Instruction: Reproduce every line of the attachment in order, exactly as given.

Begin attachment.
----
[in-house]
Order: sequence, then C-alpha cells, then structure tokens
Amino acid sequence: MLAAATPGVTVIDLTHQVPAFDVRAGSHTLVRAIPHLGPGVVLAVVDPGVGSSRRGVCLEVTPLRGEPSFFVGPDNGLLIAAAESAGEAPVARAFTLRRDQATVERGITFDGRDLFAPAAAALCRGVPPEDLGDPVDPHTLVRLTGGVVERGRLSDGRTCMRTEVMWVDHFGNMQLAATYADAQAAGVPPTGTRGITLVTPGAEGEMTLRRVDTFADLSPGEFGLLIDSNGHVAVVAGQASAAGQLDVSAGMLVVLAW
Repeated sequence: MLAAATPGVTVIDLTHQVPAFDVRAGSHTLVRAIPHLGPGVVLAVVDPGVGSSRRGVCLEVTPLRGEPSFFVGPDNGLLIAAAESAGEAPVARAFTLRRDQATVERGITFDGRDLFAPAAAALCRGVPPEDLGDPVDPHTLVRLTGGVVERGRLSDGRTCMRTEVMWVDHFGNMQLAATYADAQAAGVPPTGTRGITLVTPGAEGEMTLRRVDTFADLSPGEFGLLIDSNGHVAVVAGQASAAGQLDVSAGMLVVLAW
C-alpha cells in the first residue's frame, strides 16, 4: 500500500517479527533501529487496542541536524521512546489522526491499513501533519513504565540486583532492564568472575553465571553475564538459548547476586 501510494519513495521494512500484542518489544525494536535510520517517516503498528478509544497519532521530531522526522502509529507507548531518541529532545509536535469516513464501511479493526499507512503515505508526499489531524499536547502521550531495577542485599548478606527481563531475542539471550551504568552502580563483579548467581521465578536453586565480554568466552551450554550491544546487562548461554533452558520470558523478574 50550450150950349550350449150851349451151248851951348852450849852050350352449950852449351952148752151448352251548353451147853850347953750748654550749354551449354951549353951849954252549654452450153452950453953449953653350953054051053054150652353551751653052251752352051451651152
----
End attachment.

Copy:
[in-house]
Order: sequence, then C-alpha cells, then structure tokens
Amino acid sequence: MLAAATPGVTVIDLTHQVPAFDVRAGSHTLVRAIPHLGPGVVLAVVDPGVGSSRRGVCLEVTPLRGEPSFFVGPDNGLLIAAAESAGEAPVARAFTLRRDQATVERGITFDGRDLFAPAAAALCRGVPPEDLGDPVDPHTLVRLTGGVVERGRLSDGRTCMRTEVMWVDHFGNMQLAATYADAQAAGVPPTGTRGITLVTPGAEGEMTLRRVDTFADLSPGEFGLLIDSNGHVAVVAGQASAAGQLDVSAGMLVVLAW
Repeated sequence: MLAAATPGVTVIDLTHQVPAFDVRAGSHTLVRAIPHLGPGVVLAVVDPGVGSSRRGVCLEVTPLRGEPSFFVGPDNGLLIAAAESAGEAPVARAFTLRRDQATVERGITFDGRDLFAPAAAALCRGVPPEDLGDPVDPHTLVRLTGGVVERGRLSDGRTCMRTEVMWVDHFGNMQLAATYADAQAAGVPPTGTRGITLVTPGAEGEMTLRRVDTFADLSPGEFGLLIDSNGHVAVVAGQASAAGQLDVSAGMLVVLAW
C-alpha cells in the first residue's frame, strides 16, 4: 500500500517479527533501529487496542541536524521512546489522526491499513501533519513504565540486583532492564568472575553465571553475564538459548547476586 501510494519513495521494512500484542518489544525494536535510520517517516503498528478509544497519532521530531522526522502509529507507548531518541529532545509536535469516513464501511479493526499507512503515505508526499489531524499536547502521550531495577542485599548478606527481563531475542539471550551504568552502580563483579548467581521465578536453586565480554568466552551450554550491544546487562548461554533452558520470558523478574 50550450150950349550350449150851349451151248851951348852450849852050350352449950852449351952148752151448352251548353451147853850347953750748654550749354551449354951549353951849954252549654452450153452950453953449953653350953054051053054150652353551751653052251752352051451651152